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Comet Comments Message for the SJAA

Don Machholz


This concludes Comet Comments, which began in the September 1978 issue of this newsletter. I had actually written a short article about Comet Meier in April of that year, but in September I started writing on a monthly basis. All I wanted to do was to let other amateur astronomers know where the observable comets were in the sky. And when I knew the discovery circumstances, or the discoverer him/herself, I wanted to share that with the readers too.

Perhaps most interesting to my readers was a feature I ran for the first 15 years. It was titled "Comet Tales" and featured series on past comet hunters, present comet hunters, the telescopes these people use, Comet Halley, and then five years of everything you would ever want to know about comets and comet hunting. In the past five years, "Comet Hunting Notes" has served a similar purpose. It is often this part of Comet Comments which took the most time to prepare.

Getting back to 1978, the editors of Ephemeris were Ed Schell and Penny Penschmidt. The early Comet Comments were handwritten by me and then hand-delivered to Ed. In time I graduated to using a very old typewriter. By 1981 a club in Delaware wanted to receive Comet Comments and a couple of years later Gerry Rattley moved to Arizona and wanted it in his new club's newsletter too. I remember using carbon paper to write the additional copies.

Circulation grew with the interest of Halley's Comet and has steadily grown ever since. At the end, Comet Comments was being received in the Philippines, China, India, Australia, New Zealand, South Africa, Brazil, Argentina, Chile, Italy, Norway, the Netherlands, Germany, England, and Canada. I was e-mailing it to a list of 100 individuals, snail mailing it to 15 more, and mailing it to another half-dozen through SASEs. And to think it all started with the SJAA Ephemeris.

I would like to thank the San Jose Astronomical Association for encouraging me to write Comet Comments. I also want to thank the newsletter editors and readers for making it easier to do.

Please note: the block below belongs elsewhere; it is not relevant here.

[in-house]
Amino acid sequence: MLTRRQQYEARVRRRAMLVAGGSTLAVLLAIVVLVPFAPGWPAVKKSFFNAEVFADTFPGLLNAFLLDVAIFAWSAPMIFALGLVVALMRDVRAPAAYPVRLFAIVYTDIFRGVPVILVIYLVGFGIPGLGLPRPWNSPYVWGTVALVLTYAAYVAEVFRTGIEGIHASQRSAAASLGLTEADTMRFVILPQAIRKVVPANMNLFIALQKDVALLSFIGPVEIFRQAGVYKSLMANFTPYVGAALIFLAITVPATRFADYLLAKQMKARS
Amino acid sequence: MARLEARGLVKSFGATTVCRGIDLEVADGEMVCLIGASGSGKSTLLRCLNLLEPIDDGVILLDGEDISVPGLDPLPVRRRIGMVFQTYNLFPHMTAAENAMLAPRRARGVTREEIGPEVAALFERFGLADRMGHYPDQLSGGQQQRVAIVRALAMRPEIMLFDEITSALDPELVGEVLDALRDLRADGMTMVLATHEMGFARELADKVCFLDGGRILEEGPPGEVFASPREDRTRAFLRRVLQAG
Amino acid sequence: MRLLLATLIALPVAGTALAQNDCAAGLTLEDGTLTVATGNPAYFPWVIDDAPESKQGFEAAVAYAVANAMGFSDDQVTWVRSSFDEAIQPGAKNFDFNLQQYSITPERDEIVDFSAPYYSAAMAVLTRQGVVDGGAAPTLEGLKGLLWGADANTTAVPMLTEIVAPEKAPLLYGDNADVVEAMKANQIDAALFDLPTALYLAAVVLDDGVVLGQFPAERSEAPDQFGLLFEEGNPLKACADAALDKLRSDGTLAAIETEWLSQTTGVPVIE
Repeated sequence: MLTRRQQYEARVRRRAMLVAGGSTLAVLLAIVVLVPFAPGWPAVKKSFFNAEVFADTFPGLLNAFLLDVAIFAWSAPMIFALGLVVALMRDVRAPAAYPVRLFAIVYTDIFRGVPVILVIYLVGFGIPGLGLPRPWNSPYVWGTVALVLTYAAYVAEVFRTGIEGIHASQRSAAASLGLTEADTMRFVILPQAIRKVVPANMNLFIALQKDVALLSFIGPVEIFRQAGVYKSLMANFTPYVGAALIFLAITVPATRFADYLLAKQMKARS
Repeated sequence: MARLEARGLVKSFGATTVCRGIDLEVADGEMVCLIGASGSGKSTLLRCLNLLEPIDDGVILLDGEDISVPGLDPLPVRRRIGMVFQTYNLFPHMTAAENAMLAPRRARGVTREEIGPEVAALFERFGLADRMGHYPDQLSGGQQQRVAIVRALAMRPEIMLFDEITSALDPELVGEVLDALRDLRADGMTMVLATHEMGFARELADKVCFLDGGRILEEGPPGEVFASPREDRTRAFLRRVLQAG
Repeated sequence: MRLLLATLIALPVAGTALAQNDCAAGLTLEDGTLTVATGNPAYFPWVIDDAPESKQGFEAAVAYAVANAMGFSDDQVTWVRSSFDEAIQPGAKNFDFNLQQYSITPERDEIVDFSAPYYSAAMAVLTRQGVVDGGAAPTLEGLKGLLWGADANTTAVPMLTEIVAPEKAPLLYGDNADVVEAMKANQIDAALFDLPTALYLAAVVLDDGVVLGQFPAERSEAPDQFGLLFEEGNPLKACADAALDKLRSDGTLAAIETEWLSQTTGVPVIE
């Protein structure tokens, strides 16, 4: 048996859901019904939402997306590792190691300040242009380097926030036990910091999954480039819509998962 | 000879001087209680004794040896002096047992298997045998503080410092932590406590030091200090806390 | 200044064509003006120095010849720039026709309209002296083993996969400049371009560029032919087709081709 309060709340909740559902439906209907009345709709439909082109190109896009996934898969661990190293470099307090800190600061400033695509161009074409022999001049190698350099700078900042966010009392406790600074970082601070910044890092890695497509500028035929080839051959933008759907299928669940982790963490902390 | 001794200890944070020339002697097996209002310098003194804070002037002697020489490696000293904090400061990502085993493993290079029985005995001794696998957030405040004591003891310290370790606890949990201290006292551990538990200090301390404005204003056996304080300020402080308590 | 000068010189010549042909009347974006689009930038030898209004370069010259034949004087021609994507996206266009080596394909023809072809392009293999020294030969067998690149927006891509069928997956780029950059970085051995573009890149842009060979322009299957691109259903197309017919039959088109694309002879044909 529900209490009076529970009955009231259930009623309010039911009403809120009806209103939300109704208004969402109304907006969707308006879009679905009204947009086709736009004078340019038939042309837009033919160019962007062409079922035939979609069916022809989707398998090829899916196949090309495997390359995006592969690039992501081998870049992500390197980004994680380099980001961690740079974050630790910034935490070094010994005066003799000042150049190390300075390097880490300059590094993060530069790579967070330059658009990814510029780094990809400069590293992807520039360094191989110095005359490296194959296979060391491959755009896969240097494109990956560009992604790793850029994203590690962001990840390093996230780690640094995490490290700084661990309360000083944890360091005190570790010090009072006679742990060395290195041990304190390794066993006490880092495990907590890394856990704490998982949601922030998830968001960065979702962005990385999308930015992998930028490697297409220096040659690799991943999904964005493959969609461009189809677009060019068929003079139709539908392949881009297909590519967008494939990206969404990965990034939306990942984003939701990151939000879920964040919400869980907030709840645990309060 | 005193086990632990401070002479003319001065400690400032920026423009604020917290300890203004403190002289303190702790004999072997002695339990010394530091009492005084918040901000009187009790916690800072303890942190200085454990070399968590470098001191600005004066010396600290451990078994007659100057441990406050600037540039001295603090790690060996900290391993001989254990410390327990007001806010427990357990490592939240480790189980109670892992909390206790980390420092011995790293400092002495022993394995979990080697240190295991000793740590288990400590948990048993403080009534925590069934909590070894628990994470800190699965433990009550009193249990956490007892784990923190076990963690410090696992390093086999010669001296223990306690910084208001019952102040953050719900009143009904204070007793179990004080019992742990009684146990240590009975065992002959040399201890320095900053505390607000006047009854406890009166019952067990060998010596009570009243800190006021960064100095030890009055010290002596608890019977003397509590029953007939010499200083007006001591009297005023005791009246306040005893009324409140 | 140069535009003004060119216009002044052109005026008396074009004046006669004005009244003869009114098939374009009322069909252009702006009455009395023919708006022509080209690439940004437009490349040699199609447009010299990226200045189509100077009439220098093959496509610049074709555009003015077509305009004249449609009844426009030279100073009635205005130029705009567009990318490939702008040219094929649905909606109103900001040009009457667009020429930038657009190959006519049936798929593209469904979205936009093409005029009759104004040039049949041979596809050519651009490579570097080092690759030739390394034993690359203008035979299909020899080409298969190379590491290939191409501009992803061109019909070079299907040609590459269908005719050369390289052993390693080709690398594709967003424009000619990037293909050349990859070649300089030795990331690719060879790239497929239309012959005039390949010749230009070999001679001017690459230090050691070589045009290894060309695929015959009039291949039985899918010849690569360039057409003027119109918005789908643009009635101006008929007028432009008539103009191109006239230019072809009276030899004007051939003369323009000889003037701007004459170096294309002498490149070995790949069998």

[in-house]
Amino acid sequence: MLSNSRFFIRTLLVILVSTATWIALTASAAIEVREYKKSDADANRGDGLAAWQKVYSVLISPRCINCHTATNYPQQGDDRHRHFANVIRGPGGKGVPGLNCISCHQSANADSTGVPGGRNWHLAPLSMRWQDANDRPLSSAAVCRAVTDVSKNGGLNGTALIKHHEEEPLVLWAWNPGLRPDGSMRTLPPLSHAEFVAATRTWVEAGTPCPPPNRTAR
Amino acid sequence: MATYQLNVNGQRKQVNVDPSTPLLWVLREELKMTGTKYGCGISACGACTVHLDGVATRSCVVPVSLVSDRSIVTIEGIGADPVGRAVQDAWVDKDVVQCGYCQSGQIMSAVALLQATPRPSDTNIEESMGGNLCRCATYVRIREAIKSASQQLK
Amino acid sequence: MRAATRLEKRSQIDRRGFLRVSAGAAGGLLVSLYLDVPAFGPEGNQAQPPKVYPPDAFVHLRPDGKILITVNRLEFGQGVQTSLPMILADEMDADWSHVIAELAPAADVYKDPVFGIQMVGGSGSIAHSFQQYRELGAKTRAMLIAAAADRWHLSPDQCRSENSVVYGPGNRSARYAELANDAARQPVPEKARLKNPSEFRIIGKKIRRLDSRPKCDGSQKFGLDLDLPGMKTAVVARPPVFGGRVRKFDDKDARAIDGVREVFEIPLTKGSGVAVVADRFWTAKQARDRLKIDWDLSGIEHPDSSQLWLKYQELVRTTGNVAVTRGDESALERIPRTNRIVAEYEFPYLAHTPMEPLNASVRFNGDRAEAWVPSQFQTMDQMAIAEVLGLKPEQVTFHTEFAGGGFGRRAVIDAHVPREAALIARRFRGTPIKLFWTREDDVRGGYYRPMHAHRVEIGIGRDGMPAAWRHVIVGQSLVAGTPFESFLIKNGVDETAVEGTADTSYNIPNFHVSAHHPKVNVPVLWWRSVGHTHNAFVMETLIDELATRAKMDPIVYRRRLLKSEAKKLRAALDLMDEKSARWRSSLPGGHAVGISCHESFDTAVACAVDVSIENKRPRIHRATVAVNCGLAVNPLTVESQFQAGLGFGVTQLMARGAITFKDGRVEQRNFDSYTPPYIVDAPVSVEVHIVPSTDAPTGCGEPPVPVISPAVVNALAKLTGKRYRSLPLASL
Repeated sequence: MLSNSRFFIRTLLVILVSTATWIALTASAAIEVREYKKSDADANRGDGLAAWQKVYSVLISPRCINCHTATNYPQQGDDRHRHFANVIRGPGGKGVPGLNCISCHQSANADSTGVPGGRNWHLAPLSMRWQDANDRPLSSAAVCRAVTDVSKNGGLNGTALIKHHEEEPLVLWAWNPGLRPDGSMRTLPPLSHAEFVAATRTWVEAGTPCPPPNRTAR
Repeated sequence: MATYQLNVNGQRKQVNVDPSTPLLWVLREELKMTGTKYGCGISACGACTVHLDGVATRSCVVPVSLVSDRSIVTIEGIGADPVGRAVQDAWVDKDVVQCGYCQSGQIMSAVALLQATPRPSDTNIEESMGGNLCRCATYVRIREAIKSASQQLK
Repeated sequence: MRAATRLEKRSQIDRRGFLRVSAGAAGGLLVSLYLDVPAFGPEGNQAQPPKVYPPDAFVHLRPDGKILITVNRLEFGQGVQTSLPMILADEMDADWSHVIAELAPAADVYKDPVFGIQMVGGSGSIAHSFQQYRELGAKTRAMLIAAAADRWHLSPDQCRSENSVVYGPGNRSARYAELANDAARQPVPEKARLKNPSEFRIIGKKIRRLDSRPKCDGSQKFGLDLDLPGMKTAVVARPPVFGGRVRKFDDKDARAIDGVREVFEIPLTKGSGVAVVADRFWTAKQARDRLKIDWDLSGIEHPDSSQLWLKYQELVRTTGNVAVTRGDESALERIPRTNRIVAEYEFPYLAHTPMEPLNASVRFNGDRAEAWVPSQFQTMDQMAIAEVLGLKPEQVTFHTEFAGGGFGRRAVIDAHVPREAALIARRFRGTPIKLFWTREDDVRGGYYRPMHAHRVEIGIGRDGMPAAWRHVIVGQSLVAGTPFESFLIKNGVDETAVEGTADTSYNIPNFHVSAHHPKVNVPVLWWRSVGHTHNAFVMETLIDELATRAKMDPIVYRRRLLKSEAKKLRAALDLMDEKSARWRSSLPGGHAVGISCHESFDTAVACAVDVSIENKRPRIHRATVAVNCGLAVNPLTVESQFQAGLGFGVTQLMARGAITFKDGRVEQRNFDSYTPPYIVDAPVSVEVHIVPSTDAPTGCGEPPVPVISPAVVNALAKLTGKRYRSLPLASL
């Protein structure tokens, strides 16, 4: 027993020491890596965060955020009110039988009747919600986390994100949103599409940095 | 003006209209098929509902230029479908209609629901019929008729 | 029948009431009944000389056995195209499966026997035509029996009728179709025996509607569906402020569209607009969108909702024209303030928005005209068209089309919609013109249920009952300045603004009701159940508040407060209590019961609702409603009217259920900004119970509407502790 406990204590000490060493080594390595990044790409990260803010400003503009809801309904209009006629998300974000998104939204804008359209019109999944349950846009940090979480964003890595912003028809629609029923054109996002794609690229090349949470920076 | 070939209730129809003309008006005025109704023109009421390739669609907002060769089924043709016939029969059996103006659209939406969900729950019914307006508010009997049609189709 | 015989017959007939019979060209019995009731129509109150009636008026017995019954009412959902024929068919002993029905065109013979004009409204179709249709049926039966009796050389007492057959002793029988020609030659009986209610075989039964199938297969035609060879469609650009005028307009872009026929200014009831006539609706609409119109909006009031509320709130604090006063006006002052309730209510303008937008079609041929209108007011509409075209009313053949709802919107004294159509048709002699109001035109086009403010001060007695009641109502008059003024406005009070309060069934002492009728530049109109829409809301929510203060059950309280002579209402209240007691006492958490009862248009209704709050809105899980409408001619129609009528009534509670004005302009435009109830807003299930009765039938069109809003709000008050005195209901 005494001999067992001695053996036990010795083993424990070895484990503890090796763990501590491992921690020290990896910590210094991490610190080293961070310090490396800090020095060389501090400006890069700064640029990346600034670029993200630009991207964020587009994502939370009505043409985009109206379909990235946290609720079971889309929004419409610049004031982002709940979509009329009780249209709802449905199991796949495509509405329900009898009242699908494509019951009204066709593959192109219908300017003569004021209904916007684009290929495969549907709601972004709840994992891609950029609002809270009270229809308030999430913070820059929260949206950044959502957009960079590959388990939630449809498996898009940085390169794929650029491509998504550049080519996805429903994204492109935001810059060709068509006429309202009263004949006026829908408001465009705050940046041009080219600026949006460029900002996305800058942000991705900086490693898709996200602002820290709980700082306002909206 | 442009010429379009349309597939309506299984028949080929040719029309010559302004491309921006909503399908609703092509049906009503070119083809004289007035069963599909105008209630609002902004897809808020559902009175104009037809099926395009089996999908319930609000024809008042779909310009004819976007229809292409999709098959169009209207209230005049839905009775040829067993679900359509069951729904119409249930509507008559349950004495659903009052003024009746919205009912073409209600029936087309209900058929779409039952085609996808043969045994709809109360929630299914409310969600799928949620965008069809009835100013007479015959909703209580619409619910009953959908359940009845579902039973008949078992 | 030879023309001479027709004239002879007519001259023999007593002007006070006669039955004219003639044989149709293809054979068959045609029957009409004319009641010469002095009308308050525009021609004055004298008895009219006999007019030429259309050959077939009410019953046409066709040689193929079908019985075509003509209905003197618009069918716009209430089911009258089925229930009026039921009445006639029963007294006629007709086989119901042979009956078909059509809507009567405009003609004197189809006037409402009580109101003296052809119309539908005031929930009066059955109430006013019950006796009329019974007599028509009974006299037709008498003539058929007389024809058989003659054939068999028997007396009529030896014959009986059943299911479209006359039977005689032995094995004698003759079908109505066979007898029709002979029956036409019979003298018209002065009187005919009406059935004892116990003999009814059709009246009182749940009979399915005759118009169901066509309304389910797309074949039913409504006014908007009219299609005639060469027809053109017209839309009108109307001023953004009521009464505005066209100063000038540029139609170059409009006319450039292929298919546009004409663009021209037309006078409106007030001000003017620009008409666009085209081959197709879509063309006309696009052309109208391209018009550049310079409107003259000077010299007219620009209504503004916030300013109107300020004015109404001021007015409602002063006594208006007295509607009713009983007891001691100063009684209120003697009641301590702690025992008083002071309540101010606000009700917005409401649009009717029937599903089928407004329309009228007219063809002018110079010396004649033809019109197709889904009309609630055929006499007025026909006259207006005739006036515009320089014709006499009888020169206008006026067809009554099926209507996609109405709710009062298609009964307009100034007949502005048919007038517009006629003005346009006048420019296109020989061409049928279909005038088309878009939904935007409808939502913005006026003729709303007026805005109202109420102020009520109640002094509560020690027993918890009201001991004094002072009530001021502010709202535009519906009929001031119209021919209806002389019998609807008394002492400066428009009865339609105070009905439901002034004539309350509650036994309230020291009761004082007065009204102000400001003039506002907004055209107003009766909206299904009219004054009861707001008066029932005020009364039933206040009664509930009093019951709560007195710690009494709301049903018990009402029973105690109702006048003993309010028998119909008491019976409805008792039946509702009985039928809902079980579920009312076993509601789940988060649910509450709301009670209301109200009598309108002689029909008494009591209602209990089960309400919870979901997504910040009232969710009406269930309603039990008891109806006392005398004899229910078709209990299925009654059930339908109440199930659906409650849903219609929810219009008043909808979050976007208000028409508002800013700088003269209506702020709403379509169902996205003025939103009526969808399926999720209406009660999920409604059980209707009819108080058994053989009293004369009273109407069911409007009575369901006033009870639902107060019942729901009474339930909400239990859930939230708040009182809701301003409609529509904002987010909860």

Don Machholz, April 20, 2000


Many of you will want to find information about comet ephemerides. To assist you, your Ephemeris editors have compiled some web pages. And here they are...

http://encke.jpl.nasa.gov/eph.html will give you almost everything you'll need even if you want to compute your own ephemerides.

http://encke.jpl.nasa.gov/whats_visible.html will give you a list of comets currently visible.

http://encke.jpl.nasa.gov/will_be_visible.html will give you a list of comments that will be visible in the near future.

http://encke.jpl.nasa.gov/info.html Other sources of Information.

Now get out there and find a comet!


This is an image of Comet P/Machholz 2 obtained by Jim Scotti with the 36 inch Spacewatch telescope on Kitt Peak in Arizona on 1994 September 9 UT. The image is about 23.3 arcminutes on a side with north at right and east at top. This comet was observed as a fragmented comet with at least 6 fragments observed after its discovery. This image shows fragment "A", the brightest of the nuclei and fragment "B" just to the right and above fragment A. The other fragments are off the frame to the north-northeast. The morphology of this comet changed rapidly in the days around this image. Visible here is a narrow ion tail extending off the image and a nearly symmetric coma embedded in a sharply bounded tail structure. Also visible very faintly is a faint debris structure spread through the nuclei. The tail structure changed drastically in the days following this image with the ion tail dissipating and the tail weakening.


Mail to: Don Machholz
Copyright © 2000 San Jose Astronomical Association
Last updated: July 19, 2007

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